Giraffage- Comfort- Album

Published on March 10th, 2012

I first discovered Charlie Yin a year ago after reading a review on his project Robot Science. I fell head over heels in love with the album Square. It reminded me (in a very good way) of the Richard D. James Album by Aphex Twin but with a much heavier influence from 8-bit, nerd inspired styles.

Since then Yin has released another album under the Robot Science banner called Good Luck. Good Luck is solid but seems to be pulled in two different, conflicting, directions. On one hand it leans towards the quirky sounds of Square while on the other hand it explores dub-step rhythms and electronic dance with influences from Gold Panda and the like. When I first listened to Good Luck it felt as though Yin was limiting his usual clever and inventive style. The adherence to dub-step rhythm (bass hit on the first beat followed by a snare hit or clap on the third with shuffling) held the album back.

Then I listened to Yin’s primary project, Giraffage. Heavens be blessed for sending us such a clever, intriguing, and joy inspiring song writer.

Giraffage’s new album Comfort begins with the track Moments. Immediately all of the short comings (of which there were few to begin with) of Robot Science’s Good Luck are shed away. The rhythm is layered and complex. Yin plays with dub-step rhythm instead of being anchored down by it. Cute shakers and live drum samples come in and out with the melody and underlying chords.

Yin has also utilized his talent for samples (one of many talents) very efficiently in this opening track. Tracks like Forest and The Notion of Backwards Motion from Robot Science used samples primarily as atmosphere and quite successfully at that. Now with Moments the sampling has taken a more active role in the song. It reminds me very much of The Books or Blockhead’s style of sampling.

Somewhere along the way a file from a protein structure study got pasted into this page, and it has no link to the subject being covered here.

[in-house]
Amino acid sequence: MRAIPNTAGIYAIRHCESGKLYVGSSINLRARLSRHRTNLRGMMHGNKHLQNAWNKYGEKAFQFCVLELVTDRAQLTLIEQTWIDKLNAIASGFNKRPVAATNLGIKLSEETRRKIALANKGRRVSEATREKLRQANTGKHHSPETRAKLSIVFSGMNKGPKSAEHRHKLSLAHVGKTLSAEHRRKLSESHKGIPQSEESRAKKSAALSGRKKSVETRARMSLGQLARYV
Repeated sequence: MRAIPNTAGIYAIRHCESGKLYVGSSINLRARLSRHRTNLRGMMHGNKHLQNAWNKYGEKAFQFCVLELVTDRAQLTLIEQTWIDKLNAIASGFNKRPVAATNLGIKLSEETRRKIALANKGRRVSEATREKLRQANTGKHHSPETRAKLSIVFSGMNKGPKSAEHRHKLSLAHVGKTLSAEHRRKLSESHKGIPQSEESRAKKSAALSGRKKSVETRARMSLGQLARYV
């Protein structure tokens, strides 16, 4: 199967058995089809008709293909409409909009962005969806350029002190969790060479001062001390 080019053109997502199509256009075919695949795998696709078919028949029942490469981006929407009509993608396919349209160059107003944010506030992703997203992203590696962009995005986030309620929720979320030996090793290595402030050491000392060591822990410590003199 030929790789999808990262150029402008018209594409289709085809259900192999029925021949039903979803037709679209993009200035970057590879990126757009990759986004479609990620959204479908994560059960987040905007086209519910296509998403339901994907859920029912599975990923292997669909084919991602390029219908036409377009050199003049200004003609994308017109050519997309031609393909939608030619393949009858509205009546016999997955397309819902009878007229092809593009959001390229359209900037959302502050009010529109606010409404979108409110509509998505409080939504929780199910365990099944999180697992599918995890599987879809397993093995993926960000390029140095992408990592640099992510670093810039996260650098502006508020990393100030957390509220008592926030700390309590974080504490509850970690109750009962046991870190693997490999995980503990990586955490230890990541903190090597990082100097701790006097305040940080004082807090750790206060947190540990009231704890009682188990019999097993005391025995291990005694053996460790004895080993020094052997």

The second track, LUV, is absolutely the strongest song on Comfort. We’re drawn in with a heavy use of samples and a somewhat basic adaptation of dub-step. But instead of delivering the expected release of “dropping of the beat” found in disco and techno, the rhythm and chords come in at sporadic bouncy off beats. It feels as though Yin is playing with the audience who is left with the biggest grin on their faces. The song becomes exciting and drives forward unlike the usual drag of dub-step (not to say the drag is a bad thing).

Yin’s rhythmic and melodic candy filled songs will have your ears chasing after them for another taste. It’s too darn cheerful and enjoyable not to give it a listen.

About the Author

tbrowne Has Written 3 Articles For Us!

Hello, I’m Taylor Browne. While creating my own music (under my own name and with a band called Da Di Da) I have a love for writing about music as well. Not my own, but other people’s.

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